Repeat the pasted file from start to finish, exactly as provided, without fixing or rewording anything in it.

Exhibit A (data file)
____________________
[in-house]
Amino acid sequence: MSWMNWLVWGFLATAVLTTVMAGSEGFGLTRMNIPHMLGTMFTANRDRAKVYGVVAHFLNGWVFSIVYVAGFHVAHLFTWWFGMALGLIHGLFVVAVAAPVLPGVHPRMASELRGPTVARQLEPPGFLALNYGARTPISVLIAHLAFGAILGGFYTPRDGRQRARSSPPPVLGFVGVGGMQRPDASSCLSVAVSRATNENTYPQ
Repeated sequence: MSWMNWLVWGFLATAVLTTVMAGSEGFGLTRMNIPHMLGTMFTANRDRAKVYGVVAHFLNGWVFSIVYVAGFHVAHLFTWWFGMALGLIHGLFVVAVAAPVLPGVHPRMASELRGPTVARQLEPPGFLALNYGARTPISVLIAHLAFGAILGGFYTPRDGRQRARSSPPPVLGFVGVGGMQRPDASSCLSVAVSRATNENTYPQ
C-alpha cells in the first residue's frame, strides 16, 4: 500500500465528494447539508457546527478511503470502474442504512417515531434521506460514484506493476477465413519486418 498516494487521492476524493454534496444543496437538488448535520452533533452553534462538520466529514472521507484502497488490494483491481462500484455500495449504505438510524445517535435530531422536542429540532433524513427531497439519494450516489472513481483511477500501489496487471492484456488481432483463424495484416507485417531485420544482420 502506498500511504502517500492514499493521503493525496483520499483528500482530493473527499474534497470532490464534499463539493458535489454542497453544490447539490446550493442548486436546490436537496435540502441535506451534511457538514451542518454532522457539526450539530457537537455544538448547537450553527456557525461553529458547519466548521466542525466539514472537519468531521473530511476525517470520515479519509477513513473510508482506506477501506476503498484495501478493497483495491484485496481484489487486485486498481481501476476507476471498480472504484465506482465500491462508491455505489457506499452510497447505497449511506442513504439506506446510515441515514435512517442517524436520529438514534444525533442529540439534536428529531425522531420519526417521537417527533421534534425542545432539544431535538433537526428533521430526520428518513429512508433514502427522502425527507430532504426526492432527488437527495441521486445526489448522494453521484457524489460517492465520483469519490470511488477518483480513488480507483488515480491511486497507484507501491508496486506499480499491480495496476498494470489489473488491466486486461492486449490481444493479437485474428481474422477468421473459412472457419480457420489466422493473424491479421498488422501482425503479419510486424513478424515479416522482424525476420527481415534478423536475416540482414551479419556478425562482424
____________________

[in-house]
Amino acid sequence: MSWMNWLVWGFLATAVLTTVMAGSEGFGLTRMNIPHMLGTMFTANRDRAKVYGVVAHFLNGWVFSIVYVAGFHVAHLFTWWFGMALGLIHGLFVVAVAAPVLPGVHPRMASELRGPTVARQLEPPGFLALNYGARTPISVLIAHLAFGAILGGFYTPRDGRQRARSSPPPVLGFVGVGGMQRPDASSCLSVAVSRATNENTYPQ
Repeated sequence: MSWMNWLVWGFLATAVLTTVMAGSEGFGLTRMNIPHMLGTMFTANRDRAKVYGVVAHFLNGWVFSIVYVAGFHVAHLFTWWFGMALGLIHGLFVVAVAAPVLPGVHPRMASELRGPTVARQLEPPGFLALNYGARTPISVLIAHLAFGAILGGFYTPRDGRQRARSSPPPVLGFVGVGGMQRPDASSCLSVAVSRATNENTYPQ
C-alpha cells in the first residue's frame, strides 16, 4: 500500500465528494447539508457546527478511503470502474442504512417515531434521506460514484506493476477465413519486418 498516494487521492476524493454534496444543496437538488448535520452533533452553534462538520466529514472521507484502497488490494483491481462500484455500495449504505438510524445517535435530531422536542429540532433524513427531497439519494450516489472513481483511477500501489496487471492484456488481432483463424495484416507485417531485420544482420 502506498500511504502517500492514499493521503493525496483520499483528500482530493473527499474534497470532490464534499463539493458535489454542497453544490447539490446550493442548486436546490436537496435540502441535506451534511457538514451542518454532522457539526450539530457537537455544538448547537450553527456557525461553529458547519466548521466542525466539514472537519468531521473530511476525517470520515479519509477513513473510508482506506477501506476503498484495501478493497483495491484485496481484489487486485486498481481501476476507476471498480472504484465506482465500491462508491455505489457506499452510497447505497449511506442513504439506506446510515441515514435512517442517524436520529438514534444525533442529540439534536428529531425522531420519526417521537417527533421534534425542545432539544431535538433537526428533521430526520428518513429512508433514502427522502425527507430532504426526492432527488437527495441521486445526489448522494453521484457524489460517492465520483469519490470511488477518483480513488480507483488515480491511486497507484507501491508496486506499480499491480495496476498494470489489473488491466486486461492486449490481444493479437485474428481474422477468421473459412472457419480457420489466422493473424491479421498488422501482425503479419510486424513478424515479416522482424525476420527481415534478423536475416540482414551479419556478425562482424